By Dr Shamsuddeen Sani
I thought The Lebanese in Kano: An Immigrant Community in a Hausa Society in the Colonial and Post-Colonial Periods merely contained a handful of newspaper tales. I was mistaken! Within its pages lies a meticulously researched body of work, a testament to the cultural heritage of Kano that begs to be savoured and preserved for generations to come. It has profound glimpses into the very foundations of Kano’s societal evolution as it illuminates the paramount role played by the Lebanese community in the rich Kano’s historical traditions.
This book, published in 1995 and authored by S.A. Albasu, unfolds with an intricate chronology of eight captivating chapters. As the introduction sets the stage, the initial chapter gracefully delves into the existing body of literature on migration, skilfully intertwining it with the historical fabric of West Africa and Nigeria. Embracing a tangent in the second chapter, Albasu illuminates the emigration of the Lebanese into Kano, beginning in the mid-19th century.
However, a pivotal juncture in Lebanese history within Kano emerged in 1920, a defining moment marked by profound geographical and religious divisions among the Lebanese migrants. The historical catalysts propelling Lebanese emigration into Nigeria were meticulously examined within this segment.
It becomes apparent that prior to the 1920s, the Lebanese immigrants in Kano predominantly belonged to the Maronite Christian community. It is only after this period that a demographic shift occurs, welcoming the arrival of Muslim Lebanese, particularly those of the Shiite sectarian extraction hailing from southern Lebanon. The book exposes the reader to the sociocultural intricacies of the Lebanese community’s towns of origin and unravels the fabric of their society, dispelling prevailing myths.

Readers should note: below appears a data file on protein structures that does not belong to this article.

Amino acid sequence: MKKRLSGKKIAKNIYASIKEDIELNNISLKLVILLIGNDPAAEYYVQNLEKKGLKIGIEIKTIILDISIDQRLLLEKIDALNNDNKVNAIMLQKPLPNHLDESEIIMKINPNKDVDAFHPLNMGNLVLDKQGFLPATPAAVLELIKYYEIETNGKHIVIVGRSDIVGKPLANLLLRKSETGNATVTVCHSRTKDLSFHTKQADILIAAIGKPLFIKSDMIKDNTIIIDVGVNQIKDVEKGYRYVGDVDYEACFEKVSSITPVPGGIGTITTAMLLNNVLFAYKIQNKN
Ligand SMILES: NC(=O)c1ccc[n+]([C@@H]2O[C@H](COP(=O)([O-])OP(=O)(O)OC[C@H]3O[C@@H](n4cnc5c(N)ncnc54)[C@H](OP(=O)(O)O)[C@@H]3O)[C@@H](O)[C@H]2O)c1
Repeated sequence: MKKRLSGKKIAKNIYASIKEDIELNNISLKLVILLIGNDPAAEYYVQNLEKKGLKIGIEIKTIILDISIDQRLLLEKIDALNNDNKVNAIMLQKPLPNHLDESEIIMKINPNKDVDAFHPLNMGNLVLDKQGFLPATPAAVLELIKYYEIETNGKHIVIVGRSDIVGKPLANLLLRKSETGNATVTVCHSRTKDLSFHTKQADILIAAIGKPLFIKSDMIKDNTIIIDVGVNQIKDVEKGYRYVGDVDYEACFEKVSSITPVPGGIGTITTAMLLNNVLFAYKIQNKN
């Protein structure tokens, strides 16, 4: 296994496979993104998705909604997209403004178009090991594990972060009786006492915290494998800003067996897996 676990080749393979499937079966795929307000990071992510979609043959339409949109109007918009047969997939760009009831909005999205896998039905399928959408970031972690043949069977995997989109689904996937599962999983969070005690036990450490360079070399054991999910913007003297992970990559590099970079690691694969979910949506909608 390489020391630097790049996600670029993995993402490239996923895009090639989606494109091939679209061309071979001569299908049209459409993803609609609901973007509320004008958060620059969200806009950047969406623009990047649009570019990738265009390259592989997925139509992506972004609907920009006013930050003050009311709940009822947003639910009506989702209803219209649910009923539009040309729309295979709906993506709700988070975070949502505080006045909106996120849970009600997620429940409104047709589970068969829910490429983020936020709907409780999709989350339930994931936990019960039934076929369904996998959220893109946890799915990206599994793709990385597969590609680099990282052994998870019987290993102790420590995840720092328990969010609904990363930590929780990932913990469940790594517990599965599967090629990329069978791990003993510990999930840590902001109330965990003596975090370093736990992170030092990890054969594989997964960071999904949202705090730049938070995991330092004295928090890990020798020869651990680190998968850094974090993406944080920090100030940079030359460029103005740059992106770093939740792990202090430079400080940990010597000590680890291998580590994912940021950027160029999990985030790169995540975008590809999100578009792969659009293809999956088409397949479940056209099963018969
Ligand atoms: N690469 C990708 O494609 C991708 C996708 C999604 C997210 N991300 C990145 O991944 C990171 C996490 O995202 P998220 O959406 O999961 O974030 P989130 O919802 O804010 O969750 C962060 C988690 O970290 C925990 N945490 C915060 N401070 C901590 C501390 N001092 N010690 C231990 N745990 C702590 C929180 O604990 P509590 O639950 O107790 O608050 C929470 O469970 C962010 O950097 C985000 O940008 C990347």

The entire Lebanese migration into Kano is thoughtfully categorised into four distinct phases, each meticulously explored with great detail: 1890-1903, 1903-1912, 1912-1920, and the 1930s during the tumultuous period of the great depression. Each of these phases represents a significant milestone in the history of the Lebanese community within Kano, as well as its impact on the city’s socioeconomic development.
Subsequent chapters of this book delve into the physical establishment of the Lebanese community, intricately entwined with crucial historical policies such as colonial taxation, the indirect rule system, and segregation policies.
Chapters four, five, and six embark on an exciting journey, covering the consolidation of the Lebanese community within Kano’s vibrant business milieu. From the thriving cattle trade to the realms of Kolanut and groundnut businesses, the book unfurls the profound influence of factors like colonial intervention, the upheaval of the Second World War, Nigeria’s independence, and the burgeoning national consciousness. The book has revelations of ground-breaking nature, leaving you enlightened and astounded, and for me, every piece seamlessly falls into place now.